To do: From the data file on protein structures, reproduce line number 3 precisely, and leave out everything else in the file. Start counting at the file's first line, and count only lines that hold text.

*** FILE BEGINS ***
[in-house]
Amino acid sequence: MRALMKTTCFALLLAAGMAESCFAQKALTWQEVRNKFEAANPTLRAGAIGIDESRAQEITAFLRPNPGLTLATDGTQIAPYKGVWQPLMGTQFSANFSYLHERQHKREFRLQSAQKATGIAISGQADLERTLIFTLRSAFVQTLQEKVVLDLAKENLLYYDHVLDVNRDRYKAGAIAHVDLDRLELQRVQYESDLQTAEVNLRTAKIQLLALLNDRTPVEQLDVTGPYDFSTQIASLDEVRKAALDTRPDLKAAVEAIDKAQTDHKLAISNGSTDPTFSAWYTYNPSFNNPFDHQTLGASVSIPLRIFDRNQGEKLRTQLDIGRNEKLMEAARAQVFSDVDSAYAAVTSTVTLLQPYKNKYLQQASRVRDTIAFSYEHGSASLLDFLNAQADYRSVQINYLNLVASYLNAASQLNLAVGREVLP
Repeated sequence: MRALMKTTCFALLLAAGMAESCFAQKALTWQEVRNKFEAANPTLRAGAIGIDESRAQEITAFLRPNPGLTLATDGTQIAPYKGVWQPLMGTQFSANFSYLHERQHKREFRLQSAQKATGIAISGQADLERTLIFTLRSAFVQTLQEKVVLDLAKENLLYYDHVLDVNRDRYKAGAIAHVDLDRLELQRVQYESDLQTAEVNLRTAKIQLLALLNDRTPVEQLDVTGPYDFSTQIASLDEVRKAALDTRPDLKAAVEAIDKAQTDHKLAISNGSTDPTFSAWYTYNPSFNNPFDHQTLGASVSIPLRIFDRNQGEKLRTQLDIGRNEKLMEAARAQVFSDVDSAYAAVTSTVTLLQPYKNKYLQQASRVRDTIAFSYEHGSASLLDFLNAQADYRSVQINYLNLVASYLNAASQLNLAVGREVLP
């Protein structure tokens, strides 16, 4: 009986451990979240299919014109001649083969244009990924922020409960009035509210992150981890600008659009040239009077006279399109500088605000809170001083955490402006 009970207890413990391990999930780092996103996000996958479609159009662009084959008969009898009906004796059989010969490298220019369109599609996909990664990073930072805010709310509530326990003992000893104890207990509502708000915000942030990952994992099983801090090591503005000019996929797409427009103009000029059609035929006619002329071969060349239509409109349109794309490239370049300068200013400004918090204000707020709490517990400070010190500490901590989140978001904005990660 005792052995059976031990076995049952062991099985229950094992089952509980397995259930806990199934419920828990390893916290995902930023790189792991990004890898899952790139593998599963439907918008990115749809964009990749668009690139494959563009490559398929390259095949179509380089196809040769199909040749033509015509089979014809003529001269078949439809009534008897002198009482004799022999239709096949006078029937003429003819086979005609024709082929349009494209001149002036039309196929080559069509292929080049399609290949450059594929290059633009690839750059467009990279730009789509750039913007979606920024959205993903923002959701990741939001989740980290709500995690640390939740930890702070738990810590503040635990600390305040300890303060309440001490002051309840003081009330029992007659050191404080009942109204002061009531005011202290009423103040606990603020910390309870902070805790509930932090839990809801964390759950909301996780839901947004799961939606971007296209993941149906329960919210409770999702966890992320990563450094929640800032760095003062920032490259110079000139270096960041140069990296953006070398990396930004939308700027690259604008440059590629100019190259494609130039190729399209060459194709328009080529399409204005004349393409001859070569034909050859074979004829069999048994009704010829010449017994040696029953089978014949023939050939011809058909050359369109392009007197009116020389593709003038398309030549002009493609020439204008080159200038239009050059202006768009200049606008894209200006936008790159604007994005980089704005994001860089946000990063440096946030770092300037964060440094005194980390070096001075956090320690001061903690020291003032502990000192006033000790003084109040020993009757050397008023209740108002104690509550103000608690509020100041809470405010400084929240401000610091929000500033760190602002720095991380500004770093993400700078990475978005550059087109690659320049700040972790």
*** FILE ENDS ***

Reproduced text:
Repeated sequence: MRALMKTTCFALLLAAGMAESCFAQKALTWQEVRNKFEAANPTLRAGAIGIDESRAQEITAFLRPNPGLTLATDGTQIAPYKGVWQPLMGTQFSANFSYLHERQHKREFRLQSAQKATGIAISGQADLERTLIFTLRSAFVQTLQEKVVLDLAKENLLYYDHVLDVNRDRYKAGAIAHVDLDRLELQRVQYESDLQTAEVNLRTAKIQLLALLNDRTPVEQLDVTGPYDFSTQIASLDEVRKAALDTRPDLKAAVEAIDKAQTDHKLAISNGSTDPTFSAWYTYNPSFNNPFDHQTLGASVSIPLRIFDRNQGEKLRTQLDIGRNEKLMEAARAQVFSDVDSAYAAVTSTVTLLQPYKNKYLQQASRVRDTIAFSYEHGSASLLDFLNAQADYRSVQINYLNLVASYLNAASQLNLAVGREVLP